How to Make Farm Subsidy Reform a Reality

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Make sure to check out Grist’s long take on this NYT article on the Obama Administration’s botched attempt to reform farm subsidies. Basically, the issue is this: the parts of Congress that oversee food and farm policy are completely beholden to large farm producers (aka Big Agribusiness). Big Ag gets rich off the current system and fights any reform. Obama didn’t make a big deal about overhauling farm policy — he simply slipped a couple key farm subsidy reforms into the budget bill from earlier this month. Naturally, they were spiked by Congress, which, though craven on a number of issues, is particularly craven on this issue. There was no reason to expect otherwise.

(For all the reasons why farm policy in this country sucks, see here and here.)

I know the Obama White House doesn’t have the bandwidth for this right now, but the only thing that is going to really change America’s food policy — so that it benefits small farmers, eaters, and the environment, instead of big agricultural producers — is an organized campaign with grassroots support behind it. It will take commitment, money, and energy on a scale that is close to what Obama and his allies are soon going to put into universal health care and comprehensive climate change legislation. This is unlikely for a number of reasons, not least that the public is largely unaware of the problems with food and farm policy. But it’s hard to see how anything short of that is going to be effective. Does Obama have the political courage and the political capital to make that happen? Doubtful. Would any president?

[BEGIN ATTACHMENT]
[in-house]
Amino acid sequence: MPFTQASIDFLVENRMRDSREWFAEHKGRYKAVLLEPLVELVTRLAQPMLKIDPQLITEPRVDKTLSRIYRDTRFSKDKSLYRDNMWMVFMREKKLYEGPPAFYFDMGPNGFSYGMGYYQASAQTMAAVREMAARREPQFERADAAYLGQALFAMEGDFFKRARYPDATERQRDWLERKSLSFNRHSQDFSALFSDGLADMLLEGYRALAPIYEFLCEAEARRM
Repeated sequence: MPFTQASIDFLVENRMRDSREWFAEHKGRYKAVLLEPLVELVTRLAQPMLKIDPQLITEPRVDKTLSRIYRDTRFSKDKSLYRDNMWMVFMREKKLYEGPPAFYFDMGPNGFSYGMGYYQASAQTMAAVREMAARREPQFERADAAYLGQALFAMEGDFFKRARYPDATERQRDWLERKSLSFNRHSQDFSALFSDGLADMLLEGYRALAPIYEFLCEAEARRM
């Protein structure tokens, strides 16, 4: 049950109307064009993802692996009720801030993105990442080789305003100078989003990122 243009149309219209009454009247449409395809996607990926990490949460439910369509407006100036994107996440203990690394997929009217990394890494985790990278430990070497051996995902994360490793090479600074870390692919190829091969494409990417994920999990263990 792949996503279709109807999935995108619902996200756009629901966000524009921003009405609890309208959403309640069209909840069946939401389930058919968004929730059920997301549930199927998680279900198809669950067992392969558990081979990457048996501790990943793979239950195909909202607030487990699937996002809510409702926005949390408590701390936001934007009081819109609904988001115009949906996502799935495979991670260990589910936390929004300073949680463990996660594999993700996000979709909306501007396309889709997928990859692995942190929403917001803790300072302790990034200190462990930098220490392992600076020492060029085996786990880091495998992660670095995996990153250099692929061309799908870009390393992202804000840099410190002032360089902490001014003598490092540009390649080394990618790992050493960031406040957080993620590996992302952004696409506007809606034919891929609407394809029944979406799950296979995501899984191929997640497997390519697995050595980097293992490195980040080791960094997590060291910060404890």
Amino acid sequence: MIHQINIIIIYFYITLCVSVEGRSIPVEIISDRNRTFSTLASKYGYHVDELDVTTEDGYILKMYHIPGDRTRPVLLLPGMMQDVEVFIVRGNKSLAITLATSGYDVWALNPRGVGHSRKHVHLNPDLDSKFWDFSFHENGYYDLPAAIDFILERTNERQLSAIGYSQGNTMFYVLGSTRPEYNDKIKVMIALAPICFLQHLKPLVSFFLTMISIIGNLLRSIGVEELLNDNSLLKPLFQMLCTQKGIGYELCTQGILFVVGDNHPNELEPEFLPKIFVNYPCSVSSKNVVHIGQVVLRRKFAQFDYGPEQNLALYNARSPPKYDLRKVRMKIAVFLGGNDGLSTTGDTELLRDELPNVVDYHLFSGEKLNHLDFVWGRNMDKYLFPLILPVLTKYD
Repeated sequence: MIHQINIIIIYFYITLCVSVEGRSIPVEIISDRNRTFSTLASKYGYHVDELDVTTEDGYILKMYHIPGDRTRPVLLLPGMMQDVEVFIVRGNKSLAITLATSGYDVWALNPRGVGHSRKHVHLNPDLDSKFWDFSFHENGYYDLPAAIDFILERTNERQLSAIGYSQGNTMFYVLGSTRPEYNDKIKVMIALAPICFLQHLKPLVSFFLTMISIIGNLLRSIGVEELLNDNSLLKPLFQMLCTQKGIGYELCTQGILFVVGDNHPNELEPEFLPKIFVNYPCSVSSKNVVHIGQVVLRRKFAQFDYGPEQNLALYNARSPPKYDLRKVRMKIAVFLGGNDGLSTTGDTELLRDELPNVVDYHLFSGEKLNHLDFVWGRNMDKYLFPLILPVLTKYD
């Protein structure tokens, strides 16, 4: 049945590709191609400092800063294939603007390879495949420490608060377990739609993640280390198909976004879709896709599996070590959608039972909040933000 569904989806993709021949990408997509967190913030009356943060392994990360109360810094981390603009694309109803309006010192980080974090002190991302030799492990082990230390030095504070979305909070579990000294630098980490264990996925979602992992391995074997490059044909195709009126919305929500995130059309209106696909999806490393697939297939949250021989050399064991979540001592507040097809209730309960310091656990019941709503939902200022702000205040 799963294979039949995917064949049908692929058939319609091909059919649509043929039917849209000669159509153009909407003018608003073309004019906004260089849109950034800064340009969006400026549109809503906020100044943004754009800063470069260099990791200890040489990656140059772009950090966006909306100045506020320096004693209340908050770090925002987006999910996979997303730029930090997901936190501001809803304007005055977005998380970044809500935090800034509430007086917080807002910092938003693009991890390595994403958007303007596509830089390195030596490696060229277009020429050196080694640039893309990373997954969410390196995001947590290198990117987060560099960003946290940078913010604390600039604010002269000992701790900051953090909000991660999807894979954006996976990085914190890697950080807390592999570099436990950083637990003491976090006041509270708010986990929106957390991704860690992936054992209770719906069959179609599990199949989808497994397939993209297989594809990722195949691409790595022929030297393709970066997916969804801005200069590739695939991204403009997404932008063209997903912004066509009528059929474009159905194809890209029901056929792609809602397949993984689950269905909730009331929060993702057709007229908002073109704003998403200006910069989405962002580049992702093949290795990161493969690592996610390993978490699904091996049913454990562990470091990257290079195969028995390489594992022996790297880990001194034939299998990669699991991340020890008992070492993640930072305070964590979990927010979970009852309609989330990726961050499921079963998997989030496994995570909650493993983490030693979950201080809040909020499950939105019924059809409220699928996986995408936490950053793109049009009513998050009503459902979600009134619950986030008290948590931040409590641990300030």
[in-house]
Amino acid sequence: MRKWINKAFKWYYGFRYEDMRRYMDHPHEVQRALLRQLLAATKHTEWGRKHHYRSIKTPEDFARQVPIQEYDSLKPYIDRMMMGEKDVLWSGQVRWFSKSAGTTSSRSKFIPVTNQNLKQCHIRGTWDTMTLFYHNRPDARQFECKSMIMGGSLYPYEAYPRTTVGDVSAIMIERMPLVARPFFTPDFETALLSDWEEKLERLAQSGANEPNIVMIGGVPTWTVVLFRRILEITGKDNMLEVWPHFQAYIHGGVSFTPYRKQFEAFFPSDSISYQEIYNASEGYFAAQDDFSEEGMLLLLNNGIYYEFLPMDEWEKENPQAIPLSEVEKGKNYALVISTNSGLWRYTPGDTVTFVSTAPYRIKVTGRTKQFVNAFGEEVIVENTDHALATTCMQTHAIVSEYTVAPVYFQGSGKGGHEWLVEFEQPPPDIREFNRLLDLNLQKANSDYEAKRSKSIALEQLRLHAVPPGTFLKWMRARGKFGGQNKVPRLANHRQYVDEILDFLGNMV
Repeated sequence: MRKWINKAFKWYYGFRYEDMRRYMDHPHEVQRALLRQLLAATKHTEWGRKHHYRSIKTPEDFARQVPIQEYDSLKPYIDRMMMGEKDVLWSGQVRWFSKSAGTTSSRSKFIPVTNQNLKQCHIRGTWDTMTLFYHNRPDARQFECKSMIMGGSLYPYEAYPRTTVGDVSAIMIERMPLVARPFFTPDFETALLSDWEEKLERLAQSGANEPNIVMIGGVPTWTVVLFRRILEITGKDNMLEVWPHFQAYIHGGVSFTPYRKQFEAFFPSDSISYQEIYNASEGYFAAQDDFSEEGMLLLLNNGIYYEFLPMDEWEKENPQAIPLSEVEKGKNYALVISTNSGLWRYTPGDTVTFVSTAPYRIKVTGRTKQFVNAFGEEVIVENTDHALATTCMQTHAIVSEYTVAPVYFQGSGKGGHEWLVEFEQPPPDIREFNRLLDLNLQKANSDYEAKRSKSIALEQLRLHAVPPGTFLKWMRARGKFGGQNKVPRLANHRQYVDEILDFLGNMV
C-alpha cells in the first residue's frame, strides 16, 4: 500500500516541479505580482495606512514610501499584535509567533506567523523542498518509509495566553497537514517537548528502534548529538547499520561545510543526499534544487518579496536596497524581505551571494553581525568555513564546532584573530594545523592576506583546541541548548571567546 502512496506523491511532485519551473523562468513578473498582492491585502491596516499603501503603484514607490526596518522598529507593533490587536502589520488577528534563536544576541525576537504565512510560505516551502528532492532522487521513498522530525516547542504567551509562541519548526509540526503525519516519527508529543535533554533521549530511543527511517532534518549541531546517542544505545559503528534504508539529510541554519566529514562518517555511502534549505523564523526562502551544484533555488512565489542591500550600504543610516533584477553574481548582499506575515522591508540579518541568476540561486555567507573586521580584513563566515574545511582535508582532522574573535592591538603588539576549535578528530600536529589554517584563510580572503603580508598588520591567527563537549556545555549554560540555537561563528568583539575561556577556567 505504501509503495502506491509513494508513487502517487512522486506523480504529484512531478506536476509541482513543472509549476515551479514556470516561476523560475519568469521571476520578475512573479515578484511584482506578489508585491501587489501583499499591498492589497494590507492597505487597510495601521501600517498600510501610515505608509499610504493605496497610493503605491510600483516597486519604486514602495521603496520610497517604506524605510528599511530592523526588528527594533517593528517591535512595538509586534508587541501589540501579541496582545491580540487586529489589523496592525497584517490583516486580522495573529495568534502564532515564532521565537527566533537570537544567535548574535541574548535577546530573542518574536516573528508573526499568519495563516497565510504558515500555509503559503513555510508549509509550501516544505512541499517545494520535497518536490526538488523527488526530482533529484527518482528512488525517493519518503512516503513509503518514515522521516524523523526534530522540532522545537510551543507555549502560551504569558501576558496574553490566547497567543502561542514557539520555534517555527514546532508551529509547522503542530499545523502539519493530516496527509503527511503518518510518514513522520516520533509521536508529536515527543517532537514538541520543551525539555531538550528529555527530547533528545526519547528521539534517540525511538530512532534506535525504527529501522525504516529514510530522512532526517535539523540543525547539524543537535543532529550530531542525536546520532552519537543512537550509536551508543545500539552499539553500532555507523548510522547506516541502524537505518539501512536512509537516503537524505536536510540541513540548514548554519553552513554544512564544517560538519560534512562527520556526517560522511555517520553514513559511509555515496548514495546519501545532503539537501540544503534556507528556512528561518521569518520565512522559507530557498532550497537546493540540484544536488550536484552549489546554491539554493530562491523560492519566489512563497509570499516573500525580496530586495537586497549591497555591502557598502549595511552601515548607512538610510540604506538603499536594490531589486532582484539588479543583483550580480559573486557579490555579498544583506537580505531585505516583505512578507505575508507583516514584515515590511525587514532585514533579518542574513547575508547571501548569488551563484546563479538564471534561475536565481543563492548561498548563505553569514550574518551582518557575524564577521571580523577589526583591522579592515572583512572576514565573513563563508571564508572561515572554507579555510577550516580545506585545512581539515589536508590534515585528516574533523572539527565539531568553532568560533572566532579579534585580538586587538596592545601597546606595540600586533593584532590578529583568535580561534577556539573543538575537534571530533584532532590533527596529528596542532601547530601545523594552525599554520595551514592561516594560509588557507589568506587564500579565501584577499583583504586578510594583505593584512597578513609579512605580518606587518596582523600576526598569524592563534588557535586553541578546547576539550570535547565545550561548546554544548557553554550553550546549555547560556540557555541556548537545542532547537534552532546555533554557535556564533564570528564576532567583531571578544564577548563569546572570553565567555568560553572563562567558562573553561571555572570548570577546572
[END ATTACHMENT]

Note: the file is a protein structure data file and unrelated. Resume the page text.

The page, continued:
One last note — if you haven’t already, check out Grist’s hot new site.

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THE TRUTH...

is the first thing despots go after. An unwavering commitment to it is probably what draws you to Mother Jones' journalism. And as we're seeing in the US and the world around, authoritarians seek to poison the discourse and the way we relate to each other because they can't stand people coming together around a shared sense of the truth—it's a huge threat to them.

Which is also a pretty great way to describe Mother Jones' mission: People coming together around the truth to hold power accountable.

And right now, we need to raise about $400,000 from our online readers over the next two months to hit our annual goal and make good on that mission. Read more about the information war we find ourselves in and how people-powered, independent reporting can and must rise to the challenge—and please support our team's truth-telling journalism with a donation if you can right now.

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